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From Minecraft to College Scholarships, Is This Really Happening?

Gaming isn’t new. Humans have been playing games since we were gathering berries it seems. Over the last 10 years, we’ve seen the rise and dominance of pop culture for the mainstream. While over the top budgets for fantasy movies like Star Wars, Avengers, and Hunger Games caught our attention, the gaming world developed competitive gaming and currently pushes the boundaries of what it means to sport.


Right now, people are competing for millions of dollars in prize earnings to be crowned champion of their favorite esport. All across the nation and the world, competitions bring gamers together to battle for bragging rights, status, and most of all large sums of money. In 2019, Fortnite maintained a competitive prize pool of $100,000,000. Just to give you an idea, Fortnite is only one of several games available to play at the competitive level. Competitive gaming takes individuals, players, and teams to another level.


Beyond the professional side of competitive gaming, we see academic institutions building their own teams to support the pipeline for competitive gaming. In 2014, Robert Morris University offered scholarships for students to engage in competitive gameplay. ESPN provided an article that highlights the scholarship presented to students. By offering this scholarship, students have the opportunity to engage competitive gaming as a way to offset costs of an ever-increasing university tuition. Honestly, it’s about time. According to the Entertainment Software Association, 75% of Americans have at least one gamer in the household (Pg. 12). With so many households with children engaging in gameplay it makes sense for universities to open this pipeline to students that are interested in competing at a higher level.


So, colleges are offering scholarships for students to play video games. Right now, there are roughly 200 colleges/universities offering some level of competitive gaming. Whether it is a room built out in the common areas to help bring students together or you are interested in going to one of the seven schools currently offering esports courses, there’s no slowing down the collegiate bandwagon of attracting students. With so many colleges bringing in new students through “unconventional methods,” what are we doing to help prepare students to play at a competitive level?


There are many organizations in the world right now actively working to assist high school students in getting the skills they need to compete at a varsity level and move the needle for competition gaming. Organizations like the High School Esports League (HSEL), Play Vs, and National Association of Scholastic Esports Federation (NASEF), offer coaches, courses, and even curriculum to help develop students toward a career in competitive gaming. Each organization has different goals, strategies, and viewpoints as to how their program bests assists students moving toward their collegiate career in gaming as a player, broadcaster, journalist, manager etc. This means that schools and districts may be getting some questions from many different sources about how to start and where to go when it comes to beginning this venture.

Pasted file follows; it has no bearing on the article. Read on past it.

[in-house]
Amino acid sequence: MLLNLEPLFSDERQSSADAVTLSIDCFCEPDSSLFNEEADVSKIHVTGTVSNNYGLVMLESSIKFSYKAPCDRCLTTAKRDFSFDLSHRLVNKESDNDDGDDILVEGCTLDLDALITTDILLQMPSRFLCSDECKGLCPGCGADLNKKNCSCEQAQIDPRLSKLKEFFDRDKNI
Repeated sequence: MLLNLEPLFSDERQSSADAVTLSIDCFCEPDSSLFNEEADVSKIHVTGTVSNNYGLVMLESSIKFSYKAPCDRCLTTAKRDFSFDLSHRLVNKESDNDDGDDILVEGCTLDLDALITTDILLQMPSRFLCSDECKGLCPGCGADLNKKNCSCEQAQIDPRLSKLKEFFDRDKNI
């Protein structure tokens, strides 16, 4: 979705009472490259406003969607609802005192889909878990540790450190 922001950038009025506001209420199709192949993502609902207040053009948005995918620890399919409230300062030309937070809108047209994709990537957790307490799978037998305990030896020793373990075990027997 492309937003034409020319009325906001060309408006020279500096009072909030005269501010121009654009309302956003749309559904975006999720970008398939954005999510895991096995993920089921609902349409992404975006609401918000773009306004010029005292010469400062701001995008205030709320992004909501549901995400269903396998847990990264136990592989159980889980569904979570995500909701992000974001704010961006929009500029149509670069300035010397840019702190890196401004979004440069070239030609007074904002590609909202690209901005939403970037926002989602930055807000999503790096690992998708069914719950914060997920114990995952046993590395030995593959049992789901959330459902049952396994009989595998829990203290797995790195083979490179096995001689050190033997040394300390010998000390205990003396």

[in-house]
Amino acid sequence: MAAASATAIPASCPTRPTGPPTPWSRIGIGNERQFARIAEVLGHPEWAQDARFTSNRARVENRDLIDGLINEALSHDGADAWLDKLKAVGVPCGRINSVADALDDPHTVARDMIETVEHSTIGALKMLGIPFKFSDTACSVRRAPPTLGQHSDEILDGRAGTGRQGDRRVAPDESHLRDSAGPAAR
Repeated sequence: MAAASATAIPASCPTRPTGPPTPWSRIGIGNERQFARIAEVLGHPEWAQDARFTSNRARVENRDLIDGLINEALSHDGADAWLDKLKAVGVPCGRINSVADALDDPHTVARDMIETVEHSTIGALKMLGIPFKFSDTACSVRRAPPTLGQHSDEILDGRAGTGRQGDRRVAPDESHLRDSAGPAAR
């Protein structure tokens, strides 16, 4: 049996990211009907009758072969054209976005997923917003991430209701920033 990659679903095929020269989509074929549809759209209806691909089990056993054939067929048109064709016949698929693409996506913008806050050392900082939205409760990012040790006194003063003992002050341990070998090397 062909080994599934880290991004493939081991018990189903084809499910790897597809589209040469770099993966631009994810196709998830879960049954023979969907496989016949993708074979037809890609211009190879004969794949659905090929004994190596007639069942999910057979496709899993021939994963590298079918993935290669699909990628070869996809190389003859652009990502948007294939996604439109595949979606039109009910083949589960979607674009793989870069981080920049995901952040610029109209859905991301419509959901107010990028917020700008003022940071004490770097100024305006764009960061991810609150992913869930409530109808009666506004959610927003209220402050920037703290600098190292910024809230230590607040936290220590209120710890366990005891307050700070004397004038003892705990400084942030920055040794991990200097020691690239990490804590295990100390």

Having professional teams, collegiate teams, and high school teams working toward getting students to the competitive level we see esports looking to mirror a lot of other sports that are already in the world like Baseball, Basketball, Football, and any other league that offers competitive play between youth players. Traditional sports don’t start in high school… They start much younger like Little League, Pop Warner, or Youth Basketball.


Microsoft was thinking about this when they acquired Minecraft over 5 years ago. This article about Microsoft’s $2.5 Billion acquisition shows Microsoft’s mentality for the purchase. Minecraft: Education Edition is available today to help students ideate and engage in another medium to engage 21st century learning. Available through the Microsoft Cloud Service Provider program, students can learn the baseline skills required to engage in competitive gameplay. By familiarizing a student with the keyboard skills and the movement of an avatar in game, we can see how Minecraft: Education Edition can help create a more robust pipeline by extending gaming to the classroom at elementary schools. In order to help students garner the skillset required to compete at a high school and college level, elementary teachers have a game rated E for everyone by the ESRB and can engage in free lesson plans available at Microsoft’s Education Center and mold gamers at the early stages of life.


From kindergarten to college, students are already playing video games. With the birth of professional esports, our colleges are offering scholarships to students to compete both in games and in academia. The difficult part about having professional and collegiate level competitive gaming is that we need to foster Varsity level competition in the high schools. As more districts find the value in meeting students at their level with gaming, competition and competencies around gaming in the classroom and after school will grow. As educators, we need to engage our students on their level and learn with them as we explore the nascency of competitive gaming.


-Tyler Rising, Computer Science Advocate

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